States around the country are making it easier for new moms to keep Medicaid in the year after childbirth, a time when depression and other health problems can develop.
But tight government budgets and the program’s low reimbursement may ultimately limit this push or make it difficult for women with extended coverage to find doctors.
“A lot of things have changed since the pandemic,” said Venessa Aiken, a new mom in Orlando, Florida. “A lot of places no longer take Medicaid or if they do, you have to wait like two months before you can be seen.”
Many women enroll in government-funded Medicaid health insurance when they become pregnant, because qualifying income levels are higher than for women who aren’t pregnant. The federal government requires states to maintain that coverage for 60 days postpartum, or after the baby arrives. After that, moms in many states lose the coverage unless their income levels are extremely low.
Since the spring, 23 states and Washington, DC, have said they will extend that coverage for a full year postpartum. Several more states are planning to do so.
These extensions will start helping people after the federal government’s COVID-19 public health emergency ends because states are required to keep patients enrolled during the emergency. It currently will extend at least into early next year.
The push to extend coverage has grown to include both conservative and liberal-leaning states. It also is endorsed by President Joe Biden’s administration as a way to improve equality: Postpartum mortality rates can be much higher among Black and American-Indian or Alaskan Native populations.
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“There’s no reason why we should stop before we have every particular mother and baby (covered),” Health and Human Services Secretary Xavier Becerra told The Associated Press. “Why wouldn’t you want to provide a new mother and new baby a full year’s peace of mind?”
The state and federally funded Medicaid program covers prenatal doctor visits for moms and about 42% of births in the US
Having that coverage eliminated some stress for Maureen Forman, who said she was already concerned about her pregnancy when she gave birth to her son last year.
“It was really nice not to worry,” the 41-year-old Bloomington, Indiana, resident said. “I just knew it was all going to be covered. I wish other pregnant women had that same experience.”
Care providers and researchers say that coverage should extend well beyond 60 days after the baby arrives.
They note that many new moms need more time to squeeze in doctor visits while they recover from childbirth and care for a newborn. Some are also juggling a return to work while doing this.
A coverage extension “matches the reality of the postpartum period,” said Usha Ranji of the non-profit Kaiser Family Foundation, which researches healthcare issues.
Issues like postpartum depression can develop months later, and some mothers may have lingering health problems that need care. Some also may need continued substance abuse treatment.
Those who lose coverage may not be able to afford another option like private insurance.
The non-partisan Congressional Budget Office estimated last year that about 45% of women on Medicaid will become uninsured after the 60-day postpartum coverage period ends.
While nearly half the states have expanded the coverage, health economist Joe Antos said he thinks others will hesitate to add the expense to their budgets.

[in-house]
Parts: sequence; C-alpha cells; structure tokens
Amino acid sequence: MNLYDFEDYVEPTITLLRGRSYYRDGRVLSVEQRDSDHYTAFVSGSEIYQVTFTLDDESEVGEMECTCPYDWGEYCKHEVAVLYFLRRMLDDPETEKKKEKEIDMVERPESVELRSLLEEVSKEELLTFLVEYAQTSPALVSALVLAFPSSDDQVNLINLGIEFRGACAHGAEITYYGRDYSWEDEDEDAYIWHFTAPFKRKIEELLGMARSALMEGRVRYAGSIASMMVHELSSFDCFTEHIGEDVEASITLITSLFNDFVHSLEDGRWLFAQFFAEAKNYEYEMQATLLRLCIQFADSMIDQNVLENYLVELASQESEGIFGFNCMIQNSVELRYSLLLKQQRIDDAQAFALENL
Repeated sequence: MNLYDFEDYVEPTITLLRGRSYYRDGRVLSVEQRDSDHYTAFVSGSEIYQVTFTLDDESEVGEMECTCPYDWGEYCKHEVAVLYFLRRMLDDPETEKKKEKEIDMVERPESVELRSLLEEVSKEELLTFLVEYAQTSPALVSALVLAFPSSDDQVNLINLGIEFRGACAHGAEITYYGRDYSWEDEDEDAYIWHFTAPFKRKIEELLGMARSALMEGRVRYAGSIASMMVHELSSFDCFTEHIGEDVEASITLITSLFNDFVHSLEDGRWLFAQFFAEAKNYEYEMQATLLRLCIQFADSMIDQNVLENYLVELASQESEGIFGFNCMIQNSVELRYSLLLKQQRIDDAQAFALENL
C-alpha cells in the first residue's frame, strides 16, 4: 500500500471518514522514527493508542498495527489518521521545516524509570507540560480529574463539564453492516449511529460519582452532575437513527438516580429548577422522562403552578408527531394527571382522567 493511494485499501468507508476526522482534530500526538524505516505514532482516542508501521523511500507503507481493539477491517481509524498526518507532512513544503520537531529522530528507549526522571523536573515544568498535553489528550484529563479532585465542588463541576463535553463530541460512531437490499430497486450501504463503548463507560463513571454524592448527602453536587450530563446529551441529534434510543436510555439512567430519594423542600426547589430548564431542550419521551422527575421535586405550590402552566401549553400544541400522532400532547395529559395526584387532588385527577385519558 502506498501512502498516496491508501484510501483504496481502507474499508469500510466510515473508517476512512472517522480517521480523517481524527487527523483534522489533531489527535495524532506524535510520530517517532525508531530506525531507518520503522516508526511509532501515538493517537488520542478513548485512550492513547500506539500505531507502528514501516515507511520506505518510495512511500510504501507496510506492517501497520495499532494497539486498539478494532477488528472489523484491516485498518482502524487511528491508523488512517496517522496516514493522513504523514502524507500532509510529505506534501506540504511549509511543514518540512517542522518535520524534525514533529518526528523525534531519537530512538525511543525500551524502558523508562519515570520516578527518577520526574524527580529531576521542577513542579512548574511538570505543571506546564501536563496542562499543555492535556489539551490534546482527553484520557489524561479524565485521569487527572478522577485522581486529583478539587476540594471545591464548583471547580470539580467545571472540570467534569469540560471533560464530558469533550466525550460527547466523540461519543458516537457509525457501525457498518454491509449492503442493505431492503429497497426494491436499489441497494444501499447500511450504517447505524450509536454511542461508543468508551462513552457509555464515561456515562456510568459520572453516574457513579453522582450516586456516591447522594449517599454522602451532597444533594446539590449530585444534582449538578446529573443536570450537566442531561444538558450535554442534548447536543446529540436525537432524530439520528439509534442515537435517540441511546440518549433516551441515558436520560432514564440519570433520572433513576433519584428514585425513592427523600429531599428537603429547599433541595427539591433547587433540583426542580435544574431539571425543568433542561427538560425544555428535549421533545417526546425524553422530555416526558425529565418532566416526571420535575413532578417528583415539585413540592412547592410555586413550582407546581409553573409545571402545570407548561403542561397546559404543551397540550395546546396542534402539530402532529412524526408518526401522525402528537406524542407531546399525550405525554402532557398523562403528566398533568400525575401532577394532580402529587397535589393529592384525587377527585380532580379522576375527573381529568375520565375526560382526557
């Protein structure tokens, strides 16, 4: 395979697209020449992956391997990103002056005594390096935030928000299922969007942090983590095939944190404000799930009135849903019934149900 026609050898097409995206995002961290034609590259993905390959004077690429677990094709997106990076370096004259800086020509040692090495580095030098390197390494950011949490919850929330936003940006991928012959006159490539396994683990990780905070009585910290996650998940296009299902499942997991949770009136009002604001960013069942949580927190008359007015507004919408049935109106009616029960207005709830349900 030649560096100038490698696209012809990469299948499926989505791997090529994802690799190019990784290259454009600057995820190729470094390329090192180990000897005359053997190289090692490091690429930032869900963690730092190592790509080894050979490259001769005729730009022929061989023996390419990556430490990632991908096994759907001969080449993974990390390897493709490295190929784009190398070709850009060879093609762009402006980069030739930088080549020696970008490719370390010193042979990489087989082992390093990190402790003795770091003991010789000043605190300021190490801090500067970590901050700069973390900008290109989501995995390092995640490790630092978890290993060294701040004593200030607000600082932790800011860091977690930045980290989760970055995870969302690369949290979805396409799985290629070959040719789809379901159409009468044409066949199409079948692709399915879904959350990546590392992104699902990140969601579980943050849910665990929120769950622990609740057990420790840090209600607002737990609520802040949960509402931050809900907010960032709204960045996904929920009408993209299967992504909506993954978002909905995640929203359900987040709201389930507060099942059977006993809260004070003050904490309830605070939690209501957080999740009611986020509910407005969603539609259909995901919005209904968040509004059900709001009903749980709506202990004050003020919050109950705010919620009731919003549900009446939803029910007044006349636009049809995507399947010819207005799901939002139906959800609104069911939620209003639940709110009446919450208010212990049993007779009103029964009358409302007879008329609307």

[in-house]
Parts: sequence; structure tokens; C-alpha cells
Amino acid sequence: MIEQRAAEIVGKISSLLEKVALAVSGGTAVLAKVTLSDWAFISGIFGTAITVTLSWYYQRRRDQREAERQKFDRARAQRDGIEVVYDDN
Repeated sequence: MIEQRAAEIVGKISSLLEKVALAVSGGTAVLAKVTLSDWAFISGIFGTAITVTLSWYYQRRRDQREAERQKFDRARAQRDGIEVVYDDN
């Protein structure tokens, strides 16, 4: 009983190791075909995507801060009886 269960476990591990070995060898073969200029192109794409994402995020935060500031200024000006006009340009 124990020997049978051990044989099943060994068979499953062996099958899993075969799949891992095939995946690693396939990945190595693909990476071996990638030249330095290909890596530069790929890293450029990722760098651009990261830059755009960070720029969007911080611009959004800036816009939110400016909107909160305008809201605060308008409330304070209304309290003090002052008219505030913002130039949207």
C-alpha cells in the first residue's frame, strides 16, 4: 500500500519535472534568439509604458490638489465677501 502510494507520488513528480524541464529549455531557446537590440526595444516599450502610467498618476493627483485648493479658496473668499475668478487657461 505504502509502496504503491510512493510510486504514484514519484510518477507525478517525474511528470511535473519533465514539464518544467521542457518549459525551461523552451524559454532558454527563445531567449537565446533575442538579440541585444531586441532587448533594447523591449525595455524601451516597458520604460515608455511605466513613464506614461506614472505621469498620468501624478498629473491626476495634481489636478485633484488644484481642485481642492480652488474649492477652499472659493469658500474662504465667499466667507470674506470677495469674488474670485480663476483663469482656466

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Mississippi lawmakers scuttled a bill earlier this year that would have extended postpartum coverage partly over concerns about expanding the program.
The coverage extensions, which last five years, are partially supported by funding from the 2021 American Rescue Plan Act. States will have to pay some of the bill.
If the economy slides into a recession, “state enthusiasm for further expansions will also drop off as their own budgets tighten up,” said Antos, who’s with the American Enterprise Institute.
Extending the coverage does not automatically guarantee better care, because finding doctors can be difficult.
Jennie Joseph says the idea of trying to get a referral to a mental health specialist for a Medicaid patient is “laughable.” The Florida midwife said patients first have to find a doctor to provide that referral and then land a therapist who accepts Medicaid, which is even harder.
Joseph is the founder of Commonsense Childbirth, a nonprofit that operates a birth center and clinic in central Florida. She said low Medicaid reimbursement rates and payment hassles are challenging for care providers. She said the government program pays her clinic less than half of what a commercial insurer would pay for a prenatal visit. Medicaid reimbursement for postpartum visits is even less, as little as $34.
“It’s all about trying to get your claim paid, and they are more readily denied than they are paid,” she said. “Because of that, providers don’t make postpartum appointments for these mothers.”
Aiken, the Orlando newborn mom, gave birth at Joseph’s center in July. She has had a hard time getting a call back from her primary care doctor’s office, and she’s worried about getting a referral to a specialist.
“It’s pretty confusing,” she said. “Who do you turn to when you don’t have a (primary care physician)?”
Becerra said he knows that doctor access must be improved. But he sees the coverage extensions as a step towards making things better.
“Let’s get people through the door and let’s continue to work to increase the number of quality caregivers who will be there to meet those folks,” he said. “But today we have hundreds of thousands of women and babies who can’t even walk through the door.”